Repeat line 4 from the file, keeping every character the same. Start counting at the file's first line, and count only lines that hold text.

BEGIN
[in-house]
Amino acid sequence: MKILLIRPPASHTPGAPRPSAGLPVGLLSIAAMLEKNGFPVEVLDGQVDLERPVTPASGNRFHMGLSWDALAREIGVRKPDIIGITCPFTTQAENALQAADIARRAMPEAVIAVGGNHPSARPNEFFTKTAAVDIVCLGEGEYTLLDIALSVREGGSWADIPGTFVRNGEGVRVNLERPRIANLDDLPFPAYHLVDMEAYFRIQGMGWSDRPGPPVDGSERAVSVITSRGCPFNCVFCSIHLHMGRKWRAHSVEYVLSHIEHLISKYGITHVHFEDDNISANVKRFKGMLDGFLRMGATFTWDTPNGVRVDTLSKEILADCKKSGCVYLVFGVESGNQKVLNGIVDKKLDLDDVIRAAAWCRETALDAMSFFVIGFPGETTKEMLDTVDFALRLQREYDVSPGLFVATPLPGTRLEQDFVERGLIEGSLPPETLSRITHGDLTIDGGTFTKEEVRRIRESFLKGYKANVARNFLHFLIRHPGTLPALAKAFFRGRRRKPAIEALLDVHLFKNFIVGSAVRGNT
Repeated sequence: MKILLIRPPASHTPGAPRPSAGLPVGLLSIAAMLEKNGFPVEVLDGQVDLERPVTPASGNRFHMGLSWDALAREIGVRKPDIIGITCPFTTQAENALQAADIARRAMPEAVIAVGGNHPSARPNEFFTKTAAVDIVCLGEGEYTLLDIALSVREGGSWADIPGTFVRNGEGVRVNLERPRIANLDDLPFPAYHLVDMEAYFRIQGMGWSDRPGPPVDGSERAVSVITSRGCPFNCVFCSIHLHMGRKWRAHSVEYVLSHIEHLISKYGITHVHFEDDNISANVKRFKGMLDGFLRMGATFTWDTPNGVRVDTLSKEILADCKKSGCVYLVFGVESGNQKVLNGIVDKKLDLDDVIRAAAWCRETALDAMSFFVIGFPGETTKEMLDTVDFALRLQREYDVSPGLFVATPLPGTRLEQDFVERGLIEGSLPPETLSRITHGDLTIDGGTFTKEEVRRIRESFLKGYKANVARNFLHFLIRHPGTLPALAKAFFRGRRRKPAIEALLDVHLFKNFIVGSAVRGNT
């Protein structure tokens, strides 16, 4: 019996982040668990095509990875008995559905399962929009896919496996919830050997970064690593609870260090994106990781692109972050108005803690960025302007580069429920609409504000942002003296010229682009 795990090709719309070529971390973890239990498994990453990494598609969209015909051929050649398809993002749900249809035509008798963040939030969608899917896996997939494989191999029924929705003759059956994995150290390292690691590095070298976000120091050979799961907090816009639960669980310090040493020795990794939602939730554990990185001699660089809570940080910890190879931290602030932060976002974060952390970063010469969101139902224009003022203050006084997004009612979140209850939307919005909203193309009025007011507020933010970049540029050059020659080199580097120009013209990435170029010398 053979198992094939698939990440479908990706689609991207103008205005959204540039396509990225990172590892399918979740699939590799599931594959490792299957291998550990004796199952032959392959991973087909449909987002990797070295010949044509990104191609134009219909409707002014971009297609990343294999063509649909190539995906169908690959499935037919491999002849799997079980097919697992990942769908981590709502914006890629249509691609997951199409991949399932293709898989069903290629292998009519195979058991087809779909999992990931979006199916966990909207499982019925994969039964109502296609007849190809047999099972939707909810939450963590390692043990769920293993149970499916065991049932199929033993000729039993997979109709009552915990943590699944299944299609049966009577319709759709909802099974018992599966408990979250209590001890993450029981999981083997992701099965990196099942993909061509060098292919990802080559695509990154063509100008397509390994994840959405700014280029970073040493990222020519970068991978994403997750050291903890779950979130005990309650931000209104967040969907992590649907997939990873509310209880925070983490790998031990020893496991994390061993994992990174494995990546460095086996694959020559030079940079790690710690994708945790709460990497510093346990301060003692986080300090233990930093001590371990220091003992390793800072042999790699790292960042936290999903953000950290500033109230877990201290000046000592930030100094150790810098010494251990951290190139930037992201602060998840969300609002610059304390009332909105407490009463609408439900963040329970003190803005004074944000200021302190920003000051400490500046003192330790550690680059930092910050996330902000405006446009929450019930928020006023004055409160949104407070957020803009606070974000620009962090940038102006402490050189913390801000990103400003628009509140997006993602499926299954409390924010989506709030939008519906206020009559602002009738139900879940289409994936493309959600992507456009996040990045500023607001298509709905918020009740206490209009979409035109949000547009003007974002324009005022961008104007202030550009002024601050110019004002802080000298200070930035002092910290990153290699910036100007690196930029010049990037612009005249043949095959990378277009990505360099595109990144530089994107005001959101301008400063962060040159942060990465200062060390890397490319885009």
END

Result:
């Protein structure tokens, strides 16, 4: 019996982040668990095509990875008995559905399962929009896919496996919830050997970064690593609870260090994106990781692109972050108005803690960025302007580069429920609409504000942002003296010229682009 795990090709719309070529971390973890239990498994990453990494598609969209015909051929050649398809993002749900249809035509008798963040939030969608899917896996997939494989191999029924929705003759059956994995150290390292690691590095070298976000120091050979799961907090816009639960669980310090040493020795990794939602939730554990990185001699660089809570940080910890190879931290602030932060976002974060952390970063010469969101139902224009003022203050006084997004009612979140209850939307919005909203193309009025007011507020933010970049540029050059020659080199580097120009013209990435170029010398 053979198992094939698939990440479908990706689609991207103008205005959204540039396509990225990172590892399918979740699939590799599931594959490792299957291998550990004796199952032959392959991973087909449909987002990797070295010949044509990104191609134009219909409707002014971009297609990343294999063509649909190539995906169908690959499935037919491999002849799997079980097919697992990942769908981590709502914006890629249509691609997951199409991949399932293709898989069903290629292998009519195979058991087809779909999992990931979006199916966990909207499982019925994969039964109502296609007849190809047999099972939707909810939450963590390692043990769920293993149970499916065991049932199929033993000729039993997979109709009552915990943590699944299944299609049966009577319709759709909802099974018992599966408990979250209590001890993450029981999981083997992701099965990196099942993909061509060098292919990802080559695509990154063509100008397509390994994840959405700014280029970073040493990222020519970068991978994403997750050291903890779950979130005990309650931000209104967040969907992590649907997939990873509310209880925070983490790998031990020893496991994390061993994992990174494995990546460095086996694959020559030079940079790690710690994708945790709460990497510093346990301060003692986080300090233990930093001590371990220091003992390793800072042999790699790292960042936290999903953000950290500033109230877990201290000046000592930030100094150790810098010494251990951290190139930037992201602060998840969300609002610059304390009332909105407490009463609408439900963040329970003190803005004074944000200021302190920003000051400490500046003192330790550690680059930092910050996330902000405006446009929450019930928020006023004055409160949104407070957020803009606070974000620009962090940038102006402490050189913390801000990103400003628009509140997006993602499926299954409390924010989506709030939008519906206020009559602002009738139900879940289409994936493309959600992507456009996040990045500023607001298509709905918020009740206490209009979409035109949000547009003007974002324009005022961008104007202030550009002024601050110019004002802080000298200070930035002092910290990153290699910036100007690196930029010049990037612009005249043949095959990378277009990505360099595109990144530089994107005001959101301008400063962060040159942060990465200062060390890397490319885009």